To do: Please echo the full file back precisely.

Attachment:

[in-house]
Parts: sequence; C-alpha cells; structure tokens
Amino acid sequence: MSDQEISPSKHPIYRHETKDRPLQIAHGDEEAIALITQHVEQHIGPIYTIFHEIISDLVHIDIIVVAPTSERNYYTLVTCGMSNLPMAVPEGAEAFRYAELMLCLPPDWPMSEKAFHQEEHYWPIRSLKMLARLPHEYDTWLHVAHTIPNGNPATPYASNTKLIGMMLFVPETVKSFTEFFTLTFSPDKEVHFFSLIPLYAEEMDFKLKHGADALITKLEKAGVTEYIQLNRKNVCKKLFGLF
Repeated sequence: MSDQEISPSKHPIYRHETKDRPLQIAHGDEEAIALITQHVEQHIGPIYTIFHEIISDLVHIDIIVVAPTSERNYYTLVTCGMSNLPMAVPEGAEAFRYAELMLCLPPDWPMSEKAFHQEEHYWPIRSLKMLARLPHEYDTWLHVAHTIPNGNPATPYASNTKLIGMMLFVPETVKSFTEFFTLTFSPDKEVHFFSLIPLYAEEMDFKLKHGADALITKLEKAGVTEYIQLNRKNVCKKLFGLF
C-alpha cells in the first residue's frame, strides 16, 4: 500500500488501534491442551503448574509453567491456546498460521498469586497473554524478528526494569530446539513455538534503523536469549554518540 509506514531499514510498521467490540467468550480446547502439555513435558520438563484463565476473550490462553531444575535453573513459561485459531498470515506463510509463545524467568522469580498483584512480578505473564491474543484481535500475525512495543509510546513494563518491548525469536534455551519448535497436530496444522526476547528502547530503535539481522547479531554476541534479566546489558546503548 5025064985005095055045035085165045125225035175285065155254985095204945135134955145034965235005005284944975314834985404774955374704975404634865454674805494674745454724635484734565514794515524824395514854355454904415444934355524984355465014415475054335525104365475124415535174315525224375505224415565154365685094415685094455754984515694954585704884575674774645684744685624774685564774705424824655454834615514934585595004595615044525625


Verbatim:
[in-house]
Parts: sequence; C-alpha cells; structure tokens
Amino acid sequence: MSDQEISPSKHPIYRHETKDRPLQIAHGDEEAIALITQHVEQHIGPIYTIFHEIISDLVHIDIIVVAPTSERNYYTLVTCGMSNLPMAVPEGAEAFRYAELMLCLPPDWPMSEKAFHQEEHYWPIRSLKMLARLPHEYDTWLHVAHTIPNGNPATPYASNTKLIGMMLFVPETVKSFTEFFTLTFSPDKEVHFFSLIPLYAEEMDFKLKHGADALITKLEKAGVTEYIQLNRKNVCKKLFGLF
Repeated sequence: MSDQEISPSKHPIYRHETKDRPLQIAHGDEEAIALITQHVEQHIGPIYTIFHEIISDLVHIDIIVVAPTSERNYYTLVTCGMSNLPMAVPEGAEAFRYAELMLCLPPDWPMSEKAFHQEEHYWPIRSLKMLARLPHEYDTWLHVAHTIPNGNPATPYASNTKLIGMMLFVPETVKSFTEFFTLTFSPDKEVHFFSLIPLYAEEMDFKLKHGADALITKLEKAGVTEYIQLNRKNVCKKLFGLF
C-alpha cells in the first residue's frame, strides 16, 4: 500500500488501534491442551503448574509453567491456546498460521498469586497473554524478528526494569530446539513455538534503523536469549554518540 509506514531499514510498521467490540467468550480446547502439555513435558520438563484463565476473550490462553531444575535453573513459561485459531498470515506463510509463545524467568522469580498483584512480578505473564491474543484481535500475525512495543509510546513494563518491548525469536534455551519448535497436530496444522526476547528502547530503535539481522547479531554476541534479566546489558546503548 5025064985005095055045035085165045125225035175285065155254985095204945135134955145034965235005005284944975314834985404774955374704975404634865454674805494674745454724635484734565514794515524824395514854355454904415444934355524984355465014415475054335525104365475124415535174315525224375505224415565154365685094415685094455754984515694954585704884575674774645684744685624774685564774705424824655454834615514934585595004595615044525625